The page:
Queenless and broodless hive, need help
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  1. #1

    Default Queenless and broodless hive, need help

    I am in central Mississippi and have a few hives, all seem to be doing well except for one. I tried to re-queen it twice and they rejected the new queen. There is a lot of nectar in the brood box and a lot of bees, but I know they will dwindle away without some new brood. The golden rod hasn't really started blooming here too much yet. I was thinking of adding a frame of capped brood as well as some larvae, and introduce a new queen to get it going again. From all I have read, the fall honey flow should be enough to help get this hive back in shape. Does this sound like a good move?

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  3. #2
    Join Date
    Sep 2016
    Location
    Chattanooga, TN
    Posts
    470

    Default Re: Queenless and broodless hive, need help

    Quote Originally Posted by Redrooster19 View Post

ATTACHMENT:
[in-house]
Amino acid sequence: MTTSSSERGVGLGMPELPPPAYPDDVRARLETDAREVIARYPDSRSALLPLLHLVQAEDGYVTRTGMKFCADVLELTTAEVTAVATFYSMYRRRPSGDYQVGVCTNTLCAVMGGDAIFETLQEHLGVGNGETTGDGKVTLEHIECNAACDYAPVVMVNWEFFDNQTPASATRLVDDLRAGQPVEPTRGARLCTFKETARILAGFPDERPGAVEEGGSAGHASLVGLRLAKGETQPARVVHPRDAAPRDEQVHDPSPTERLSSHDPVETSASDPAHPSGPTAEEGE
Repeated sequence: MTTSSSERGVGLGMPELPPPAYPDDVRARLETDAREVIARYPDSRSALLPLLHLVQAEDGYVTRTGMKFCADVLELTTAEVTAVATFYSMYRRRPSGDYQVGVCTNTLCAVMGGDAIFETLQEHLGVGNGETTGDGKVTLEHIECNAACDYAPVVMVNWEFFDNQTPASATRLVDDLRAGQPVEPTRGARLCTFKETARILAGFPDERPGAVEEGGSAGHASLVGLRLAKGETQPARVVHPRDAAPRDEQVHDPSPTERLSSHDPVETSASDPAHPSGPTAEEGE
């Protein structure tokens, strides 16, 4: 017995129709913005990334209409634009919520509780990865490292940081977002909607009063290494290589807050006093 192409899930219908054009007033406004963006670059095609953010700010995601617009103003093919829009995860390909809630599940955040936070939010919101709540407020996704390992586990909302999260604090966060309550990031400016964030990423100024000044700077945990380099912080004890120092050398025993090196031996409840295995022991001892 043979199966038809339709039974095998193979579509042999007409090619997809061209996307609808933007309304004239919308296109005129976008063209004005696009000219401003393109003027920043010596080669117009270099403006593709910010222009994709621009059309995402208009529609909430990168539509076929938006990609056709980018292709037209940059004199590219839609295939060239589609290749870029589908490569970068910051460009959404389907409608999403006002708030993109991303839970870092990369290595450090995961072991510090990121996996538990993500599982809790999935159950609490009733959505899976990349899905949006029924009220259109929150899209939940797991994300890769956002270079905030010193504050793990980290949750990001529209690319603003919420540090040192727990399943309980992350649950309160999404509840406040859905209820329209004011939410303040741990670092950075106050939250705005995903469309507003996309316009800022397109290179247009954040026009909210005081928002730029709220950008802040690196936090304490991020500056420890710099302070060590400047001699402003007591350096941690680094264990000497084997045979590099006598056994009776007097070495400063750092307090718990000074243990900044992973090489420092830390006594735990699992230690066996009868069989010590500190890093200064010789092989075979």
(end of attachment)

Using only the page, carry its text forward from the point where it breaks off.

I am in central Mississippi and have a few hives, all seem to be doing well except for one. I tried to re-queen it twice and they rejected the new queen. There is a lot of nectar in the brood box and a lot of bees, but I know they will dwindle away without some new brood. The golden rod hasn't really started blooming here too much yet. I was thinking of adding a frame of capped brood as well as some larvae, and introduce a new queen to get it going again. From all I have read, the fall honey flow should be enough to help get this hive back in shape. Does this sound like a good move?
    If they have rejected twice you supplying them a queen, it would suggest that the bees think they already have a queen. Either there is a queen in the box or laying workers. Instead of capped brood and larvae, I would give them a frame of eggs/larvae <3 days old. If they build queen cells on that frame, then they are queenless (inspect frame after 3-4 days).

    If they do not, you have the option of giving them another frame (i.e. laying workers possible) or try to introduce a queen. A thorough inspection needs to be done after examining the frame to determine if there is a queen (virgin or not) in the hive.

    I personally would not buy another queen until I performed the egg/young larvae frame test.
    Zone 7a - 1650ft

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